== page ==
“The launch of Food Network in Italy, a key growth market for Scripps Networks Interactive, represents a significant milestone in the global expansion of this brand,” said Phillip Luff, managing director of UK & EMEA for Scripps Networks Interactive. “Italy offers a rich and dynamic culture, where food is in people’s DNA, and Food Network’s unique and entertaining programming will engage the many millions of Italians who celebrate food.”

Food Network is a unique lifestyle channel that connects viewers to the power and joy of food. The channel strives to be viewers’ best friend in food and is committed to leading by teaching, inspiring, empowering and entertaining through its talent and expertise.

Food Network will offer a mix of local original productions and flagship international shows across genres including culinary entertainment, competitions series and in the kitchen cooking techniques. In addition to original local commissions, which will be produced in Italian, all programming will be dubbed in Italian.

To accompany the on-air offering, Food Network will launch a localized website featuring tested recipe collections, tips and food hacks, in addition to a social media presence on Facebook and Instagram to showcase exclusive clips and behind-the-scenes content.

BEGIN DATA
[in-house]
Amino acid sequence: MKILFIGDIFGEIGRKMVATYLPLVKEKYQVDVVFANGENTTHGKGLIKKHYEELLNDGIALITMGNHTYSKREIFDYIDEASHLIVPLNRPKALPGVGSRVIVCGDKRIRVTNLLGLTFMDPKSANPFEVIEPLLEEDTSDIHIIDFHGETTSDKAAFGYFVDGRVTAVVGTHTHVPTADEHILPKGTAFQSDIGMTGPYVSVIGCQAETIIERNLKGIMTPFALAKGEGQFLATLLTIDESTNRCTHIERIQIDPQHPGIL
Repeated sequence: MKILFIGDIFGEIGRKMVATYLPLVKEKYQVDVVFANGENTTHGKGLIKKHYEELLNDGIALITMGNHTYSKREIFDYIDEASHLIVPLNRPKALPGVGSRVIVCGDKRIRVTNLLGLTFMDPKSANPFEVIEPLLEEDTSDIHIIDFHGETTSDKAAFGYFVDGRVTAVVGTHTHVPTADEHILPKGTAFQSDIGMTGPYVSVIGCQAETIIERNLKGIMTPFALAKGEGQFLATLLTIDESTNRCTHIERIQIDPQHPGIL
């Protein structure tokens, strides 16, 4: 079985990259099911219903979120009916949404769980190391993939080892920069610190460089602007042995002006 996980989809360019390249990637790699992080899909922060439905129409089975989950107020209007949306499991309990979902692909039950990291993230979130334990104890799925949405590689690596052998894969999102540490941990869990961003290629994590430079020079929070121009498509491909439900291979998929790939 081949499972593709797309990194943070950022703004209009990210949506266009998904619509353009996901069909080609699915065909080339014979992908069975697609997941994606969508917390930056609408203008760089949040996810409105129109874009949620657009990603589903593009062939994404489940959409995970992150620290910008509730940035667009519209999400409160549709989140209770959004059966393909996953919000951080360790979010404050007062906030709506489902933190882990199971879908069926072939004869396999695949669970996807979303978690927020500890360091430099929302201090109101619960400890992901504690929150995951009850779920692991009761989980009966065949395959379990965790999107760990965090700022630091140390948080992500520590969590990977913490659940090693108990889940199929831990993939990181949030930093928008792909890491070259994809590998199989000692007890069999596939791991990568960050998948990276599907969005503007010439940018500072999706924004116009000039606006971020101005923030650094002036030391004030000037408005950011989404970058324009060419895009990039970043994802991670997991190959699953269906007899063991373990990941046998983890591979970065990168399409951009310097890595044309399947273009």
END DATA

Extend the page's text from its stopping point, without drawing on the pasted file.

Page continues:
Scripps Networks has appointed Viacom International Media Networks Pubblicita’ & Brand Solutions to represent Food Network’s advertising sales efforts for both linear and digital properties.

Scripps Networks Interactive first entered the Italian market with the launch of Fine Living on DTT in 2014. Fine Living focuses on lifestyle programming that offers an inspiring mix of modern living, style and design entertainment from around the world, seen through a local lens. In 2016, the channel has witnessed its greatest performance growth with a 33 percent ratings increase and 36 percent increase in total TV share.

Food Network launched in 1993 in the United States and is today a top 10 cable network. Food Network is now available in more than 160 million households across the U.S., Canada, Europe, Middle East, Africa, Asia-Pacific, Latin America and the Caribbean.